Resonant coupling of a Quartz nanoresonator to a superconducting qubit has provided the first observation of a macroscopic mechanical degree of freedom in its quantum ground state. However, unlike nano-oscillators, macroscopic quartz oscillators such as Bulk Acoustic Wave (BAW) oscillators offer exceptional mechanical properties including large effective masses, high frequencies, and extremely high quality factors. This makes them an attractive platform not only for the pursuit of quantum optics experiments with phonons, but also for tests of the limits of quantum mechanics itself gravitational wave detection, and tests of Lorentz symmetry. On other hand, their large geometric size makes coupling to them challenging. Most critically, large unavoidable stray capacitance between the BAW oscillator electrodes reduces the amplitude of the oscillating voltage, and the corresponding coupling strength to electrical circuits becomes impractically small. Our theoretical paper studies the scheme which can bust coupling to a such a resonator to achieve and detect the ground state of its mechanical degree of freedom.

Reshitnyk Y., Jerger M. and Fedorov A., 2016
EPJ Quantum Technol., 3, 1, pp. 1-6

Three-dimensional (3D) microwave cavities with embedded superconducting quantum bits (qubits), provide a popular and versatile platform for quantum information processing and hybrid quantum systems. A current issue that has arisen is that 3D superconducting cavities do not permit magnetic field control of qubits embedded in these cavities. In contrast, microwave cavities made of normal metals can be transparent to magnetic fields, but experience a much lower quality factor, which negates many of the advantages of the 3D architecture. Here we presented measurements of a device that bridges a gap between these two types of cavities with magnetic field control and an order of magnitude higher quality factor compared to all previously tested copper cavities. An added benefit to that our hybrid cavity possesses is that it also provides an improved thermal link to the sample that superconducting cavities alone cannot provide. A large improvement in quality factor and magnetic field control makes this 3D hybrid cavity an attractive new platform for circuit quantum electrodynamics experiments.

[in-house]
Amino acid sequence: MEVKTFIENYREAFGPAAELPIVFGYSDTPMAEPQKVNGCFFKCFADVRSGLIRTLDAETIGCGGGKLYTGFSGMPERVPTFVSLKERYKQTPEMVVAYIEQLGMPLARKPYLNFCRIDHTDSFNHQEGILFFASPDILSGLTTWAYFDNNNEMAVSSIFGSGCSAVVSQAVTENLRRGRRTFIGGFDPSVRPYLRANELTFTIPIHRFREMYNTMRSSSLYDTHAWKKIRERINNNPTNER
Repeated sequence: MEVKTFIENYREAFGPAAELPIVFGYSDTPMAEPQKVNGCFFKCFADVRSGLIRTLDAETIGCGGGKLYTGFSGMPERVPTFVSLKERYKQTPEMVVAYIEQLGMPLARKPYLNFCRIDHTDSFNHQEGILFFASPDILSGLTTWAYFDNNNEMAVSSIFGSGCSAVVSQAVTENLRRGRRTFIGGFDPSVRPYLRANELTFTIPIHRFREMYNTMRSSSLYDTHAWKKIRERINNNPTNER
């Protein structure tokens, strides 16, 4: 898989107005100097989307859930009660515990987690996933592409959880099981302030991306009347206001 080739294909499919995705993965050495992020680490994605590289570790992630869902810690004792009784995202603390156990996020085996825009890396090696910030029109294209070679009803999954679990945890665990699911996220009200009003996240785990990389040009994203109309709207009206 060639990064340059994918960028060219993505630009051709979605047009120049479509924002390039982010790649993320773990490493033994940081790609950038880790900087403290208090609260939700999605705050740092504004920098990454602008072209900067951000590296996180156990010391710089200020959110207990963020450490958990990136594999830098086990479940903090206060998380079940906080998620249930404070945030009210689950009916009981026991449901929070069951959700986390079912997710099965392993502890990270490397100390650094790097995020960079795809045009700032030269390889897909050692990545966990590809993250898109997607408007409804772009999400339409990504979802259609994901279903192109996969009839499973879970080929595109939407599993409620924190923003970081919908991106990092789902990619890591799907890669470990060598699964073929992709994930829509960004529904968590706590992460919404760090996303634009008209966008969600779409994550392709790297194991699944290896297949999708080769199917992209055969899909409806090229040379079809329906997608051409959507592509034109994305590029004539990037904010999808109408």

Jerger M. et al, 2016
Nature Communications, 7, pp. 12930

Contextuality is one of the most fundamental properties of quantum mechanics, distinguishing it from classical physics without a need for nonlocality or entanglement. It is also a critical resource for exponential speedup in universal surface-code quantum computing. Our result is the first experiment violating a noncontextuality inequality with an indivisible system where entanglement cannot be defined which also addresses all known major loopholes, such as the detection, compatibility and individual-existence loopholes. Violating noncontextuality with superconducting circuits, a leading candidate for implementing surface-code quantum computing, comprises an important conceptual milestone in demonstrating their suitability for quantum technological applications.

The ARC Centre of Excellence for Engineered Quantum Systems

This Centre of Excellence seeks to initiate the Quantum Era in the 21st century by engineering designer quantum systems.